Raindrops Keep Falling On Our Heads

One of the premier events for Christian young people in this country is the Urbana conference.  This event is sponsored by Intervarsity Christian ministries and is held every three years.  It is one of the largest Christian youth events in the world.  The most recent conference was December 27-31, 2015 and was held in St. Louis, MO.  Advancing Native Missions had a display there, with a number of staff representing ANM.

Back in our offices in Virginia, we received regular reports about what was happening at the conference.  One of these reports noted that social media from the conference was very interesting.  There were a number of posts to Facebook and Twitter commenting on the fact that the LGBT community was not represented at the conference.  Fascinating.  Would you really expect the Lesbian-Gay-Bisexual-Transgender community to be a part of this conference?  For some, apparently yes.

The first question that comes to mind is this: Who was posting these comments?  They could have been members of the LGBT movement seeking to make their presence known at Urbana.  They may have been posted by non-Christians attending the event.  (There were over 600 decisions for Christ recorded at the conference.)  Both of these groups could, and may have, accounted for some of the posts.  However, I think it likely that many simply came from well-intentioned but rather naïve Christian believers.  I know from speaking at youth events and to teen groups that many youthful Christians today do not hold the same views about homosexuality that is taught in the Bible.  They question whether there is anything wrong with an “alternative sexual orientation.”  This is, sad to say, not uncommon today.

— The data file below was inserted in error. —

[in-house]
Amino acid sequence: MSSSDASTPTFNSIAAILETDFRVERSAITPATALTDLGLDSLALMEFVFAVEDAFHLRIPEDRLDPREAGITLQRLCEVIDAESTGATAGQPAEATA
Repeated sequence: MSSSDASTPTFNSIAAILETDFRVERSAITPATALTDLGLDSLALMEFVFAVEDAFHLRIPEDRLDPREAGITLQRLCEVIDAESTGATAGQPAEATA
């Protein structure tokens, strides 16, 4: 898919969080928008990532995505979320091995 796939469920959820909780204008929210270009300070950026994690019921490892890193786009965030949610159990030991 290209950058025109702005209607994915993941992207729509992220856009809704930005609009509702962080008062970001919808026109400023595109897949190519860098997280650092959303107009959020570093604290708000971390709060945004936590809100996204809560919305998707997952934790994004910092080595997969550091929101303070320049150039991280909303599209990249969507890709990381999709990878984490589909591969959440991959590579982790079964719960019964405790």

So the second question is: How did we get to this place?  How did we get to the place where Christians, young or old, do not accept a clearly stated moral position plainly taught in the Bible?  The answer is this:  We got to this place a little bit at a time.

I am old enough to remember when the common view of homosexuality was completely different than it is today.  It viewed as abnormal, a perversion.  It could be laughable (cf. Klinger on M*A*S*H).  It was considered a mental illness by the medical community—even officially listed as such in the DSM (Diagnostic and Statistical Manual of Mental Disorders—not being removed from the DSM until 1973).  And homosexuality was definitely considered a sin.  The Christian community was certain about that—because the Bible plainly stated this.  So what happened?

This is what happened.  Those in the homosexual community, and their allies in Hollywood and the media, launched an effort to convert the thinking of mainstream America.  It started slowly.  Then it grew.  As I recall, one of first characters that was presented as gay on TV was a semi-regular purse snatcher on Barney Miller, a program back in the ‘70’s.  The show also sometimes featured a gay police officer, who desperately tried to stay under the radar regarding his sexual orientation.  From such small beginnings the snowball started down the hill.  It grew and picked up momentum.  Talk shows got on board.  Comedians took up the effort.  Sitcoms such as Will and Grace made gays main characters.  Now, it is hard to find a TV show that doesn’t have at least one homosexual character.  Today the snowball is huge.  Its presence fills our TV screens.